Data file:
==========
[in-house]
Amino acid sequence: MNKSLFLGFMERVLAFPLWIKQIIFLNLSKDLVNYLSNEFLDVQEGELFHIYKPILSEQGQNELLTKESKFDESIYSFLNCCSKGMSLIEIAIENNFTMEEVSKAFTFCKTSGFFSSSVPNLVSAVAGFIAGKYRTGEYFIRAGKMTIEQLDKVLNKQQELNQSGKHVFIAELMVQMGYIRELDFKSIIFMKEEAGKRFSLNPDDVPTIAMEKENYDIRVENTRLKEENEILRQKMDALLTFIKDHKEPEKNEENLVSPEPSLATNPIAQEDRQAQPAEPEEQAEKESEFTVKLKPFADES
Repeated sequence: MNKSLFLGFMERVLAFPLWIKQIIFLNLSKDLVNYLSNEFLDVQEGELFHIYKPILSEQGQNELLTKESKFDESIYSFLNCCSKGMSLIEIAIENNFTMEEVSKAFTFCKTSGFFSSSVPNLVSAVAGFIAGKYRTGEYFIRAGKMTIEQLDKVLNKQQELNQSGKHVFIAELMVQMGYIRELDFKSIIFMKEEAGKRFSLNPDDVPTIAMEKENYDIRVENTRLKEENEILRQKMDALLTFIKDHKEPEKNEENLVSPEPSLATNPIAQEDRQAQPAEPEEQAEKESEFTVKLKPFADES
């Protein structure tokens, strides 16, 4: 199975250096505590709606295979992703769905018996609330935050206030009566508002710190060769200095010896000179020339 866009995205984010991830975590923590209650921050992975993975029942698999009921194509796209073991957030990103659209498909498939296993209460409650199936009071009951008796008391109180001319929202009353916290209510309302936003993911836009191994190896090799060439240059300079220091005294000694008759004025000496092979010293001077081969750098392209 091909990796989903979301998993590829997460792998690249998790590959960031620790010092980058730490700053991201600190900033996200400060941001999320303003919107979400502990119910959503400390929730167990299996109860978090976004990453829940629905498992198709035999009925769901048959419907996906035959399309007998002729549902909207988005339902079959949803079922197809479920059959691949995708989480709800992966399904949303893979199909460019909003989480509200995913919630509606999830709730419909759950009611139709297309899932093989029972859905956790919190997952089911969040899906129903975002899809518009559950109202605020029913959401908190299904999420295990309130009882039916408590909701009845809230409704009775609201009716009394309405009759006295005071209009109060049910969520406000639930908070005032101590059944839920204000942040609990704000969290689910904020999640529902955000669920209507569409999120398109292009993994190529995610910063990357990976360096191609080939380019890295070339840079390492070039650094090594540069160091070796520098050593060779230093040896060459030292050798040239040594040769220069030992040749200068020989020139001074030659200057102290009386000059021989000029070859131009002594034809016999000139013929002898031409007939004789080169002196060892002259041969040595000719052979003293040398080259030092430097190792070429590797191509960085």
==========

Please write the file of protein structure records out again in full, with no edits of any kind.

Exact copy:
[in-house]
Amino acid sequence: MNKSLFLGFMERVLAFPLWIKQIIFLNLSKDLVNYLSNEFLDVQEGELFHIYKPILSEQGQNELLTKESKFDESIYSFLNCCSKGMSLIEIAIENNFTMEEVSKAFTFCKTSGFFSSSVPNLVSAVAGFIAGKYRTGEYFIRAGKMTIEQLDKVLNKQQELNQSGKHVFIAELMVQMGYIRELDFKSIIFMKEEAGKRFSLNPDDVPTIAMEKENYDIRVENTRLKEENEILRQKMDALLTFIKDHKEPEKNEENLVSPEPSLATNPIAQEDRQAQPAEPEEQAEKESEFTVKLKPFADES
Repeated sequence: MNKSLFLGFMERVLAFPLWIKQIIFLNLSKDLVNYLSNEFLDVQEGELFHIYKPILSEQGQNELLTKESKFDESIYSFLNCCSKGMSLIEIAIENNFTMEEVSKAFTFCKTSGFFSSSVPNLVSAVAGFIAGKYRTGEYFIRAGKMTIEQLDKVLNKQQELNQSGKHVFIAELMVQMGYIRELDFKSIIFMKEEAGKRFSLNPDDVPTIAMEKENYDIRVENTRLKEENEILRQKMDALLTFIKDHKEPEKNEENLVSPEPSLATNPIAQEDRQAQPAEPEEQAEKESEFTVKLKPFADES
């Protein structure tokens, strides 16, 4: 199975250096505590709606295979992703769905018996609330935050206030009566508002710190060769200095010896000179020339 866009995205984010991830975590923590209650921050992975993975029942698999009921194509796209073991957030990103659209498909498939296993209460409650199936009071009951008796008391109180001319929202009353916290209510309302936003993911836009191994190896090799060439240059300079220091005294000694008759004025000496092979010293001077081969750098392209 091909990796989903979301998993590829997460792998690249998790590959960031620790010092980058730490700053991201600190900033996200400060941001999320303003919107979400502990119910959503400390929730167990299996109860978090976004990453829940629905498992198709035999009925769901048959419907996906035959399309007998002729549902909207988005339902079959949803079922197809479920059959691949995708989480709800992966399904949303893979199909460019909003989480509200995913919630509606999830709730419909759950009611139709297309899932093989029972859905956790919190997952089911969040899906129903975002899809518009559950109202605020029913959401908190299904999420295990309130009882039916408590909701009845809230409704009775609201009716009394309405009759006295005071209009109060049910969520406000639930908070005032101590059944839920204000942040609990704000969290689910904020999640529902955000669920209507569409999120398109292009993994190529995610910063990357990976360096191609080939380019890295070339840079390492070039650094090594540069160091070796520098050593060779230093040896060459030292050798040239040594040769220069030992040749200068020989020139001074030659200057102290009386000059021989000029070859131009002594034809016999000139013929002898031409007939004789080169002196060892002259041969040595000719052979003293040398080259030092430097190792070429590797191509960085």